“I tried out for it many, many times,” she said. “I didn’t realize that lots of other women were turning it down. They offered it to many movie stars who declined, luckily for me. To think, what if somebody else had said yes?”

The icy Ratched humiliates her patients and revokes their privileges on a whim. When she can’t control a new arrival, Randle McMurphy (Jack Nicholson), she administers shock therapy on him, then has him lobotomized.

 

Fletcher knew her life had changed forever when she watched Cuckoo’s Nest with an audience for the first time and saw how people reacted to a scene in which McMurphy tries to kill her character.

“It was in Chicago, and it was a packed house,” she recalled. “When he strangles her, the audience stood up and yelled and cheered. Stood up. It was unbelievable. I was thrilled.”

On its 2003 list of the 100 greatest villains in the annals of motion pictures, the American Film Institute placed Nurse Ratched at No. 5, behind Hannibal Lecter, Norman Bates, Darth Vader and the Wicked Witch of the West.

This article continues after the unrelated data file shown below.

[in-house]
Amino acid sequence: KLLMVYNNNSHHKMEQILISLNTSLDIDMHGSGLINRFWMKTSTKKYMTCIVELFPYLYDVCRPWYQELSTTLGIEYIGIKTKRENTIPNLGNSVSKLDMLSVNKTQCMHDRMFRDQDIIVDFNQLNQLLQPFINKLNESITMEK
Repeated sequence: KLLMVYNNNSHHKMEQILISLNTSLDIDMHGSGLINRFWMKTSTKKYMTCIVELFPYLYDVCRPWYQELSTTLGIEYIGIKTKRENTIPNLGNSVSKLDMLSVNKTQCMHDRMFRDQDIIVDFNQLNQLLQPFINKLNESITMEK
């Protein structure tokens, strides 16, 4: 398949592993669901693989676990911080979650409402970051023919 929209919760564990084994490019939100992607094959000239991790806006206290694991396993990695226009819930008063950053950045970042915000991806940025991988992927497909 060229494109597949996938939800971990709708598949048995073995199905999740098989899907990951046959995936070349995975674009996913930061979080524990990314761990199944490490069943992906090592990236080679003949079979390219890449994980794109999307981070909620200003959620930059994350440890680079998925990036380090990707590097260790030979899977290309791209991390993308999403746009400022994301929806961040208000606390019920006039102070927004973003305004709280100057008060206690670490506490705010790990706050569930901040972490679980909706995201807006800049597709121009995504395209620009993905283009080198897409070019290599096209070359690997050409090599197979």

After Fletcher heard her name called by presenter Charles Bronson at the Dorothy Chandler Pavilion, she said: “Well, it looks like you all hated me so much that you’ve given me this award for it, and I’m loving every minute of it. And all I can say is, I’ve loved being hated by you.”

She then paid tribute to her parents: “And if you’ll excuse me using sign language: for my mother and my father, I want to say thank you for teaching me to have a dream. You are seeing my dream come true.”

”If I fell down and hurt myself, I never cried,” Fletcher said in 1975. “There was no one to hear me.”

She was extremely shy, and her parents sent her to an aunt in Texas, where she lived for parts of several years before attending Ramsay High School in Birmingham and then graduating from the University of North Carolina in 1957.

She took a trip to Los Angeles with friends and decided to stay, working as a receptionist while taking acting classes at night with the acclaimed teacher Jeff Corey. (Robert Blake was a fellow student.)